This book is for readers who need a break from sad stories.  It’s a marshmallow of a novel, and, unfortunately, I’m not a big marshmallow eater.  All the tragedy happens at the beginning, and, except for one or two ugly incidents, everything just keeps getting better and better for CeeCee Honeycutt.  Raised by a mother who is severely mentally ill, 12-year-old CeeCee’s life has been no picnic.  Everyone at school makes fun of her because of her mother, who still thinks she’s a 1951 beauty queen.  (It’s the 1960s, but didn’t we have Social Services back then?)  Whisked from Ohio to Savannah, Georgia, after her mother’s bizarre demise, CeeCee embarks on a new life as a Southern Belle.  Fortunately, CeeCee’s move takes place at the beginning of the summer, so that she can get to know her very wealthy guardian, Aunt Tootie, and Tootie’s beloved black housekeeper Oletta.  I’m not opposed to an upbeat novel now and then, but there’s just not enough conflict here, unless you consider a cat fight between two women at a garden party conflict.   The writing is not up to snuff, either, particularly in comparison to the last book I read—Donna Tartt’s The Goldfinch.  I get that the narrator is a 12-year-old, but I’ve found a couple of 5-year-old narrators (Room and The Bear) to be spellbinding.  This book’s problem, though, is with the plot more so than the writing.  The People magazine reviewer, Liza Hamm, gave this book a very positive review, but she also says, “Not a whole lot happens….”  I expect a book without much plot to have compelling characters, but Aunt Tootie, Oletta, and Mrs. Odell are all just too sugary sweet for words.  If you’re looking for a cream puff to offset some novels that left a bad taste in your mouth, then this might be just the ticket, but I need something salty or spicy after this.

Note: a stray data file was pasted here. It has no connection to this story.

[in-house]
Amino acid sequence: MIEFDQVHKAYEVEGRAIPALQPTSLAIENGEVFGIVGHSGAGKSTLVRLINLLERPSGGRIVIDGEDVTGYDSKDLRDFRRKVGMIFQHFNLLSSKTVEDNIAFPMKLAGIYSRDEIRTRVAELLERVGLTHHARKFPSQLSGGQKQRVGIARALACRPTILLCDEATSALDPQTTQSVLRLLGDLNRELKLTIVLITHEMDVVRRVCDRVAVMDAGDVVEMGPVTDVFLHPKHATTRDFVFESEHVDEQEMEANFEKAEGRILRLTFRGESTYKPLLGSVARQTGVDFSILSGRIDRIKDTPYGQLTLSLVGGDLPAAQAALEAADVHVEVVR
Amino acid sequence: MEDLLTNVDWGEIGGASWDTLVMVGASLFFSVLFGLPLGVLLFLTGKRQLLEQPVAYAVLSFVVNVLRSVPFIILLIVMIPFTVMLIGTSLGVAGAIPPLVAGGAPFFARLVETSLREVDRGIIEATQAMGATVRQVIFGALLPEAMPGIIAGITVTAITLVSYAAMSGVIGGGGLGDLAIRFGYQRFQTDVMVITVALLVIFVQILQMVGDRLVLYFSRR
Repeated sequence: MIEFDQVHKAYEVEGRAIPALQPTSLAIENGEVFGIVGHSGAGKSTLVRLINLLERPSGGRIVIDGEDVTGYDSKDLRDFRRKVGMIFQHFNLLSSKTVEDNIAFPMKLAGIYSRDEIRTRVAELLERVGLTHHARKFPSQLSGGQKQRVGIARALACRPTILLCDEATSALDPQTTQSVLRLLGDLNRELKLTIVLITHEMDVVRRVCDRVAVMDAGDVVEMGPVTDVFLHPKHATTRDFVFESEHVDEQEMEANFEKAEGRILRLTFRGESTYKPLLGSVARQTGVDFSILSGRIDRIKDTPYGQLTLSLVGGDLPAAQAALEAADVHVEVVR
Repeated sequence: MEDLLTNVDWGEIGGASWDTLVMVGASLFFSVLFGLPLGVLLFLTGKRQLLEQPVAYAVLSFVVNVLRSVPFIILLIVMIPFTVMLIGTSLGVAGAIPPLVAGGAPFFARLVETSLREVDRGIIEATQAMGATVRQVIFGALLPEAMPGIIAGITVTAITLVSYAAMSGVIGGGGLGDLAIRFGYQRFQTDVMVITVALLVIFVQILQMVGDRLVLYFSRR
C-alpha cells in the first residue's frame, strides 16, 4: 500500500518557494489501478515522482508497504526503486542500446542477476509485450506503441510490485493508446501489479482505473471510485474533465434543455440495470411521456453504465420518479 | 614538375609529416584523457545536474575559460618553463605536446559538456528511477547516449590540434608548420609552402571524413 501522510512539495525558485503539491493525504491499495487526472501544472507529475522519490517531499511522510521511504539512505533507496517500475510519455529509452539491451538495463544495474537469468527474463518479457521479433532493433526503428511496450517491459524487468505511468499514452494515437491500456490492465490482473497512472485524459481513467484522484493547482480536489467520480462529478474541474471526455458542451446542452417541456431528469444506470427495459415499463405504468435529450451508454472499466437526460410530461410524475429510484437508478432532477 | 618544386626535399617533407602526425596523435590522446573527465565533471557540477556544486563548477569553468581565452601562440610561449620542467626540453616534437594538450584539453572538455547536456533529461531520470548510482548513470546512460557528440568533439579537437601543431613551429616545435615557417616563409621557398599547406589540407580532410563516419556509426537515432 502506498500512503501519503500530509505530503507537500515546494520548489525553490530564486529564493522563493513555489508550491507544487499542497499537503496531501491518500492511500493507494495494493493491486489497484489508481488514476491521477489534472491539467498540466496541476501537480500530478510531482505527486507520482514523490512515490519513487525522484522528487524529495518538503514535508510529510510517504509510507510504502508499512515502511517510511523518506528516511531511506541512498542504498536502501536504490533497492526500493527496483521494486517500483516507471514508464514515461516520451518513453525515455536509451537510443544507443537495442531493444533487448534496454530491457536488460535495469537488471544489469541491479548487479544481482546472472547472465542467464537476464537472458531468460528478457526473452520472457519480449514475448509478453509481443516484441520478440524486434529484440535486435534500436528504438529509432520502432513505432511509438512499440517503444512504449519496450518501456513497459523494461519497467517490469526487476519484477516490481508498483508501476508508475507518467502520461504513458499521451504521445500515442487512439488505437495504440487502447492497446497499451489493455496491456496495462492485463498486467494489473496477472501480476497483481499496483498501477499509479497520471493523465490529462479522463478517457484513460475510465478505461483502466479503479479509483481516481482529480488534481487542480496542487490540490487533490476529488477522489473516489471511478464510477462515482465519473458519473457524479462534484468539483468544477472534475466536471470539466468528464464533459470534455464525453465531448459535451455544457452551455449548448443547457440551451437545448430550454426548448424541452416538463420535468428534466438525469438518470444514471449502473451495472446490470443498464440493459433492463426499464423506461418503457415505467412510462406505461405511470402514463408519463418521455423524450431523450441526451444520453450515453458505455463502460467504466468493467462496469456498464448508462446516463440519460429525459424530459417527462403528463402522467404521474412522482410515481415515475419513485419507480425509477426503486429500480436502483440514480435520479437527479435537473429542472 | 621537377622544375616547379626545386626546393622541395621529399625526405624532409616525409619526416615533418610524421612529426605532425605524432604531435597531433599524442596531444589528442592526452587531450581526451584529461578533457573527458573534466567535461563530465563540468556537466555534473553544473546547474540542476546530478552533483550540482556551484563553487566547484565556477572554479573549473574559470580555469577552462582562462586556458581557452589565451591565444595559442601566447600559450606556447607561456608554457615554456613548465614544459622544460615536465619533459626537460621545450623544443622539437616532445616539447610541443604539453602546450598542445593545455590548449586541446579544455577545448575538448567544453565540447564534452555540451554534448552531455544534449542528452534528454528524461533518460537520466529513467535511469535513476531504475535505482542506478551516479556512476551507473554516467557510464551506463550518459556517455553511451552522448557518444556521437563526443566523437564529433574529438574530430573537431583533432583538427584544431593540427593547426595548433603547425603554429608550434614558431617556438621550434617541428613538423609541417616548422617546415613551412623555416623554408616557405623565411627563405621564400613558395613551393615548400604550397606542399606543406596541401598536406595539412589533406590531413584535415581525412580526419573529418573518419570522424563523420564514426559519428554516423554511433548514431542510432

Wednesday, October 1, 2014

THE GOLDFINCH by Donna Tartt

Teenager Theo Decker loses his mother in a museum bombing in New York, and this event pretty much defines his life.  First, there’s the obvious loss of his mother, and his father is a deadbeat dad, whereabouts unknown.  Then there’s the matter of an old man, mortally injured in the explosion, who gives Theo a ring and some encouragement to make off with a 17th century painting—The Goldfinch by Carel Fabritius.  Finally, Theo has a bad case of PTSD that causes him to find solace in drugs and alcohol, but actually he probably has a death wish.  At first, he can’t quite grasp the idea that he can’t continue living in the apartment that he shared with his mother.  For a time, he lives with his school chum Andy Barbour, whose family is dysfunctional but with mega financial resources to cushion the blow.  Next Theo finds himself in the Las Vegas outburbs where he becomes fast friends with Boris, who has also lost his mother.  Finally, he takes a bus back to New York, painting in tow, along with a small dog, hidden in a paper bag.  Theo’s next living situation is his best so far—with Hobie, furniture restorer and business partner of the old man who died in the museum.  I was not surprised to learn that Tartt is a great admirer of Dickens, because Theo is basically a hapless kid, surrounded by colorful but not-so-helpful influences, who finds his niche in the world by underhandedly selling Hobie’s rebuilt antiques as the real thing.  He gets Hobie out of debt, at the expense of potentially sullying his reputation.  When a sinister character starts threatening Theo with revealing all of his dirty deeds, including Theo’s theft of a certain lost work of art, Theo’s world starts to unravel.  Our next setting is Amsterdam, where things really get dicey.  Although most of the novel takes place in New York, sort of a safe haven for Theo, the seedy and contrasting backdrops of Amsterdam (dark and watery) and Nevada (sunny and desolate) make for perfect locales for a variety of criminal activities and reading pleasures.  Certainly the length of this book is a bit of a downside, but I never felt that reading it was a chore.  On the contrary, I had to find out if Theo could get his head on straight, despite Boris’s unexpected intrusions, luring Theo back to the dark side.